Trump told CNN's Anderson Cooper in an interview aired Monday she disagrees with her Republican front-runner husband on "many things -- some language, of course."
She cited an incident in New Hampshire three weeks ago in which Trump repeated a vulgar word aimed his rival, Texas Sen. Ted Cruz.
"She said, 'He's a pussy,'" Trump told the audience at the time.
Melania Trump, who was there, said she hoped he wouldn't repeat it after the woman shouted it.
"I was in New Hampshire when the woman was shouting out the inappropriate word, and I was there," she said.
"And I'm thinking like, 'Don't repeat it,' in my head, for him, 'Don't repeat it. Just don't say it because the next day, media, all they will talk about is that.' But he repeated it," she said. "He's with the momentum, he goes with the flow, he goes with the people. They're having fun, everybody was cheering. And he said it and the next day -- but he repeated the word. That was not his word."
She said she spoke to her husband about it afterward.
"Yeah, I told him that, yes," she said.
Largely, though, Melania Trump said she doesn't press her husband to change his policies or tactics on the campaign trail.
"We are both very independent -- I let him be who he is and he let me be who I am," she said. "I don't try to change him. He's an adult. He knows the consequences and so I let him be who he is. I give him my opinions, many, many times."
She added: "I don't agree with everything that he says, but you know, that is normal. I'm my own person, I tell him what I think, I'm standing very strong on the ground on my two feet and I'm my own person, and I think that's very important in the relationship."
Melania Trump nevertheless maintained confidence that her husband's rhetoric would change once elected.
"To build the empire and the business that he did, you can't always use that kind of tone," she said. "He could really change the words and the tone."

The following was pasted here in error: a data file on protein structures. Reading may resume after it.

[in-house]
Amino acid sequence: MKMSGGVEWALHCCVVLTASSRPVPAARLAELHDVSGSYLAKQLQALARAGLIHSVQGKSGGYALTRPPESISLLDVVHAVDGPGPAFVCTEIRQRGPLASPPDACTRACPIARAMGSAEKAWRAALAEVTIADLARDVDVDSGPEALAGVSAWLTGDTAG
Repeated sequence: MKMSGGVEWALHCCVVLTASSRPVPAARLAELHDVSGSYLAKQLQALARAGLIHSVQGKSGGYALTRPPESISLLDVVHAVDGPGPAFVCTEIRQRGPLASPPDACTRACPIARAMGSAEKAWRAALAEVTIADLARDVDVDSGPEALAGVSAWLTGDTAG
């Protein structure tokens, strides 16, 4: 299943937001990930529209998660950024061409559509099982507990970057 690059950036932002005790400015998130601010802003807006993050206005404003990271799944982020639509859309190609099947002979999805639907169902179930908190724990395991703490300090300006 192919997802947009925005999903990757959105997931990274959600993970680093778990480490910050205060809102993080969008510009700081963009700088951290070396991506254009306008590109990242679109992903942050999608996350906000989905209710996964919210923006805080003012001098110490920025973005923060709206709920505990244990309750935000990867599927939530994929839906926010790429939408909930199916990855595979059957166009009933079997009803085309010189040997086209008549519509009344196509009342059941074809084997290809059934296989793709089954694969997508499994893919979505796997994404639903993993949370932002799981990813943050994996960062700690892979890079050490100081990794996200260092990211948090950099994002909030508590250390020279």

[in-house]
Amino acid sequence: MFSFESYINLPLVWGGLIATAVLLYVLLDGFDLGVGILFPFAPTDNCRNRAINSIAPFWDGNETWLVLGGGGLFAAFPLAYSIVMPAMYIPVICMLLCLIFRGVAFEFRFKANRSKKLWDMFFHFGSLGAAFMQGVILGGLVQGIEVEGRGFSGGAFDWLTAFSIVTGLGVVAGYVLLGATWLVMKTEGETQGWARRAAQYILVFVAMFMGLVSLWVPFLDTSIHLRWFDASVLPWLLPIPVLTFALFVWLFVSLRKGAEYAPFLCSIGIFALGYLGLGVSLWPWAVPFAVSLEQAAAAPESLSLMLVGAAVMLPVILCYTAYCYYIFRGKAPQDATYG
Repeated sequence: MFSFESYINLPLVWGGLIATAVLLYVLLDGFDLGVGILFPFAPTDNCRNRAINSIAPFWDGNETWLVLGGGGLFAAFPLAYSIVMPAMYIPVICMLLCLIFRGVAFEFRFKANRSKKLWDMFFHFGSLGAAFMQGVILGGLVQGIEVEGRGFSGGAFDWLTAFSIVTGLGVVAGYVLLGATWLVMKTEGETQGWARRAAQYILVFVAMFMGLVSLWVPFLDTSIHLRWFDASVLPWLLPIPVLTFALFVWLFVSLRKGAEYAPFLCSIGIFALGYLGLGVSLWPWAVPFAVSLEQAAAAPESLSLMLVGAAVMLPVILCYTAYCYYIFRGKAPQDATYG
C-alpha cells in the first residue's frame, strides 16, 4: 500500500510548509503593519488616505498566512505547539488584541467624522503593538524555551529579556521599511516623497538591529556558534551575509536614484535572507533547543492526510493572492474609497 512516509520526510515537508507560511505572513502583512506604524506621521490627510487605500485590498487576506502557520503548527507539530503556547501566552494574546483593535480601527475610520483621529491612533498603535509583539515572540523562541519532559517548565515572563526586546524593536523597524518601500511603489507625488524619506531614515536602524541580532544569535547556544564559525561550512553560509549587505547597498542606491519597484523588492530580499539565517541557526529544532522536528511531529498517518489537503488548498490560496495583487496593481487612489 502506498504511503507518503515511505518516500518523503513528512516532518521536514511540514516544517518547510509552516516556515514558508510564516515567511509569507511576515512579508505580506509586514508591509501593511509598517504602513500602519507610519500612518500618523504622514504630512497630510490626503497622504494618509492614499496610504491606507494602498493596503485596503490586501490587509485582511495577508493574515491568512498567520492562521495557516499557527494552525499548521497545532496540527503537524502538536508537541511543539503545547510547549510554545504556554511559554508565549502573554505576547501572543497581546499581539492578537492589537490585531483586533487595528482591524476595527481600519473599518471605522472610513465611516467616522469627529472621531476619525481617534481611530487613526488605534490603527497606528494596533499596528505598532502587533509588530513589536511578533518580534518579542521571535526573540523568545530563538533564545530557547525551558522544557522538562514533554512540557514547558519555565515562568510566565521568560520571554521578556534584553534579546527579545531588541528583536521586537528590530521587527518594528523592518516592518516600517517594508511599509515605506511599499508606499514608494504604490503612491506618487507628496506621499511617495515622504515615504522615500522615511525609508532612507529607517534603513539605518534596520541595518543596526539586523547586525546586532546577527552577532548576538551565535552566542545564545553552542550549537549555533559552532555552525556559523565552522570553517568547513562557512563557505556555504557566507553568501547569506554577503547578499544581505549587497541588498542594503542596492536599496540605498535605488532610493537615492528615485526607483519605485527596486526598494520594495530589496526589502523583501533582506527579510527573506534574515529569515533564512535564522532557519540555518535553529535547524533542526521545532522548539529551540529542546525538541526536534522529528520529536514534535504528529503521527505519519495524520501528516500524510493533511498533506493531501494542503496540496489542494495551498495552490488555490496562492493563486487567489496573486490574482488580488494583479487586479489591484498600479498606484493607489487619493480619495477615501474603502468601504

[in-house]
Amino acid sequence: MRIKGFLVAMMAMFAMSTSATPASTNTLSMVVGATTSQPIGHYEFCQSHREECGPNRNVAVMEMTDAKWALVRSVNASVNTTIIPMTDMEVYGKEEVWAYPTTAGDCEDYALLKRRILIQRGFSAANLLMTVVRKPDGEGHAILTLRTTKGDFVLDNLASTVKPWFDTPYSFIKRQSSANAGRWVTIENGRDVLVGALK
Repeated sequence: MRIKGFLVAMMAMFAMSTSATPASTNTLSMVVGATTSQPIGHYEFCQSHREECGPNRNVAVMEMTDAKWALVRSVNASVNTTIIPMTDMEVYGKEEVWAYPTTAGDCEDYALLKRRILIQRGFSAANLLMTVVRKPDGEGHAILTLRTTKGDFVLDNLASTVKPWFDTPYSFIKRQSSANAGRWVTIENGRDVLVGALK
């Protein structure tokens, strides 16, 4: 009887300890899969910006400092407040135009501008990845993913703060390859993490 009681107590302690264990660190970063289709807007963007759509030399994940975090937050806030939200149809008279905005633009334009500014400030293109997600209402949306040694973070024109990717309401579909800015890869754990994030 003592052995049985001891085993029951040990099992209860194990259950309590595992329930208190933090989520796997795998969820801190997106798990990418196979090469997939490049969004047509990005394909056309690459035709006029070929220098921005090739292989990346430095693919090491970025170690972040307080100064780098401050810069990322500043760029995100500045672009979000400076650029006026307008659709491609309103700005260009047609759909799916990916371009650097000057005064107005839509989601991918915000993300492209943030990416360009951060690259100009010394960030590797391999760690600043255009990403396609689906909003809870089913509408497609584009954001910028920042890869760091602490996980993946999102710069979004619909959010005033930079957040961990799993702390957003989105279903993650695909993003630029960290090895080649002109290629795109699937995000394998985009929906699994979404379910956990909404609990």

Melania Trump said herself that she had a "thick skin" and has weathered the attacks on her husband with little trouble. She explained that she followed the campaign "from A to Z" and that she frequently gives Trump advice based on his performance in rallies or interviews.
The latest controversy surrounds comments made by her husband to CNN's Jake Tapper on Sunday, in which he did not immediately disavow support from Ku Klux Klan leader David Duke.
Melania Trump said his position was clear -- and blamed the media for asking repeatedly.
"I don't know why the media needs to ask him so many times, because he disavowed," she said. "They were asking him about the group and he said I don't know about the groups."
Born in Slovenia, Melania Trump professed her love for New York's "energy" and America's opportunity, and said she understood why the U.S. attracted so many immigrants like herself. But she said that did not make her more sympathetic to those who come here illegally, which she said was unequivocally wrong.
"He's not racist. He's not anti-immigrant," she said of her husband. "I obeyed the law. I did it the right way. I didn't just sneak in and stay here. So I think that's what people should do."
Asked what she would focus on as first lady, Melania Trump said she would be "different" than those who have already served in the role.
"We are in the 21st century. I will be me. I will be different than any other first ladies," she said. "I will help women. I will help children. They are the future."
But Melania Trump also said she'd be making time for her nine-year-old son with Donald Trump, Barron.
"Maybe a little bit more interviews, but as we're traveling, I need to be a parent to my child," she said.